And, when the deer population outgrows its food sources, the animals themselves suffer through disease and starvation.

“Hunting is the primary tool for helping us manage deer,” Spierto said. “The other methods of removal are not very kind – getting hit by cars, starvation and disease.”

That’s why there is some concern by officials about the numbers of hunters decreasing in New York State each year, and why the DEC is working on ways to appeal to a new generation of hunters.

For the first time this year, 14- and 15-year-olds were allowed to use firearms to hunt during last month’s three-day Youth Deer Hunt over Columbus Day weekend in an effort to bolster hunter recruitment.

As for black bear, DEC officials have issued more permits as their populations have grown. Although generally thought to be confined to the Southern Tier, in recent years, for instance, black bears have been sighted in Williamsville, Lewiston, Newfane, Springville, West Seneca and other local communities.

“Their range is expanding where now it is no longer uncommon to see bears in Erie County and even up to Lake Ontario,” said Spierto, adding that a record 200 black bears were harvested in 2011 in Western New York.

Meanwhile, with the onset of firearm hunting season, DEC police and state troopers jointly held a hunting “refresher” in Batavia this week, stressing the use of “basic safety principles” for hunters when using firearms and equipment out in the field in order to decrease hunting-related accidents.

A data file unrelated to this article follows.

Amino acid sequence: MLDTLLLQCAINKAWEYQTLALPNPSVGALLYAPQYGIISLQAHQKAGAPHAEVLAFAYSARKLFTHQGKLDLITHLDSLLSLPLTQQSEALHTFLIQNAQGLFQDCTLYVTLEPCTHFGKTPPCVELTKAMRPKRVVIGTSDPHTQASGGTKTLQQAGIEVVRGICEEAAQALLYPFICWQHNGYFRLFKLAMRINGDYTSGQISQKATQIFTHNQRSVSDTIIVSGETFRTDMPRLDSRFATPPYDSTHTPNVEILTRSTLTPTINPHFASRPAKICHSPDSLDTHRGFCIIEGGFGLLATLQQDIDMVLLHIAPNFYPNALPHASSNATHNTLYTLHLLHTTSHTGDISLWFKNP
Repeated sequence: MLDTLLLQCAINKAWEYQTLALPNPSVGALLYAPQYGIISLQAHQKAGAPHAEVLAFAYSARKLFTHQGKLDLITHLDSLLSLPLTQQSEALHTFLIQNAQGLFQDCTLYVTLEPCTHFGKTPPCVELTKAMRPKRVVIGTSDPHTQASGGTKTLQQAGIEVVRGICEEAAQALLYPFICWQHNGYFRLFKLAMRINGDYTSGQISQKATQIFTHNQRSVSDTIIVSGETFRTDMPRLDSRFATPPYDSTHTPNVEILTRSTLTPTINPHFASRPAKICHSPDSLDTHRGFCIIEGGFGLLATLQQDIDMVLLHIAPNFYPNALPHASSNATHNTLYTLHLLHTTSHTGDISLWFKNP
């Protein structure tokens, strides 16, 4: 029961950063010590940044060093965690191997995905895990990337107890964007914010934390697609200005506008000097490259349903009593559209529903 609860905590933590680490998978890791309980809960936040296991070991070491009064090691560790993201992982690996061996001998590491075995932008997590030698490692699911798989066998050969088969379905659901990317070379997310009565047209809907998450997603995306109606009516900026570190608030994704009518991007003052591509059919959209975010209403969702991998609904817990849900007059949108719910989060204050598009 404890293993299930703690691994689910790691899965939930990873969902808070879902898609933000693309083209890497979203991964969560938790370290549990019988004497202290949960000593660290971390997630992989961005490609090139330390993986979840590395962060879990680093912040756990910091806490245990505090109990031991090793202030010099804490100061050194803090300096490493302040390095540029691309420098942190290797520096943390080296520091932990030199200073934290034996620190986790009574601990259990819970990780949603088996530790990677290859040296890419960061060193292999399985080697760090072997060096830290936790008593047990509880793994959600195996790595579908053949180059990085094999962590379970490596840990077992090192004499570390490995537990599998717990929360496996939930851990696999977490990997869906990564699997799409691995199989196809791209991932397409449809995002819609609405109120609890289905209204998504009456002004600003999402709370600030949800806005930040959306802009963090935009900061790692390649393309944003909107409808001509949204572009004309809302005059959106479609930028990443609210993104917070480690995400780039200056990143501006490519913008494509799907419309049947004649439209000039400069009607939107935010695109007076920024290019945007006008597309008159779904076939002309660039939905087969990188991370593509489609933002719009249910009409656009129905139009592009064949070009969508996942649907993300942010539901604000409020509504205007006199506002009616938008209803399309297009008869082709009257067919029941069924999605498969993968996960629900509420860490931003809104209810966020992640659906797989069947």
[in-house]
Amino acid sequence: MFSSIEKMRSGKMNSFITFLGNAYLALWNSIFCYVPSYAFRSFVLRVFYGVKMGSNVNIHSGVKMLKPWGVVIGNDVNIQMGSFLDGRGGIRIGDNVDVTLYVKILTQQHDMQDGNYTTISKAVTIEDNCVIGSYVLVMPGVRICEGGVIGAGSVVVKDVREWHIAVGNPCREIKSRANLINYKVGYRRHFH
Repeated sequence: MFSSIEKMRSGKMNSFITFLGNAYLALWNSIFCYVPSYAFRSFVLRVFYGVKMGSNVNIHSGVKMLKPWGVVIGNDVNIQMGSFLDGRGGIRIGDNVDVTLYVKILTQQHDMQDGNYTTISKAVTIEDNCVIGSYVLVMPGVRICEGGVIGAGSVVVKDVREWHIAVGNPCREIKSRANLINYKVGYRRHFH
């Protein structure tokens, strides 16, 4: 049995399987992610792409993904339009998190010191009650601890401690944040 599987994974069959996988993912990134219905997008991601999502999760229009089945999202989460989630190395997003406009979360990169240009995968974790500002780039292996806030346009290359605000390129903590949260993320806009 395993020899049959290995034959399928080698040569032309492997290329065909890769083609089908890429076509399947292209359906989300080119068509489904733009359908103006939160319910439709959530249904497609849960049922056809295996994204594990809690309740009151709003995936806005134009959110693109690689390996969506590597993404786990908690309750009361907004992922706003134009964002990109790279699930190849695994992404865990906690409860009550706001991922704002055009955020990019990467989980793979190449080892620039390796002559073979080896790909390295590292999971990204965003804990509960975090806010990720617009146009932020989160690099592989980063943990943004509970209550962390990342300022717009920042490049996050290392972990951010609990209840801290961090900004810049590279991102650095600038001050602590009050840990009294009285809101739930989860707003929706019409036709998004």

A few hunting-related mishaps already have grabbed headlines, including:

• Allen “Randy” Smith, 68, of Butler, Pa., was killed when his tree stand collapsed about 3 p.m. Wednesday while he hunted in a wooded area off of Blockville Watts Flats Road in Ashville, Chautauqua County.

• Fifty-year-old Lockport hunter Donald B. Bottorff broke his ankle after falling about 15 feet out of a tree while bow hunting Oct. 23 in the woods off Kinne Road.

• In November 2011, William D. Squire fired at a deer from a tree stand, missed it and struck a Randolph school bus loaded with three dozen children on Route 241. Squire is appealing his sentence of a year in jail behind bars on criminal mischief and reckless endangerment charges.

Ronald J. Barvian, a state hunter training instructor and president of the Wyoming County Wildlife Federation, said target awareness reflects one of the most important maxims in wildlife hunting.

“The biggest thing is [to] hunt safe – make sure of your target and beyond,” said Barvian, who said that it’s also a good idea to stay abreast of your geography and the rules of hunting in those places.

Barvian said, for instance, while rifle hunting is now entering its second year in Wyoming County and the Southern Tier, it remains outlawed in Erie County because of its denser population.

While hunting with rifles was the big change heading into 2011 hunting season, there have been a few this year, too, according to Spierto.

There is a new prohibition against importing deer hunted from Pennsylvania for fear of spreading Chronic Wasting Disease after the untreatable fatal disease was first discovered there early last month.

Under the new regulation, the head, spinal cord and other parts of deer taken from states where CWD has been determined to exist must be removed before the animal’s remains are brought back to New York.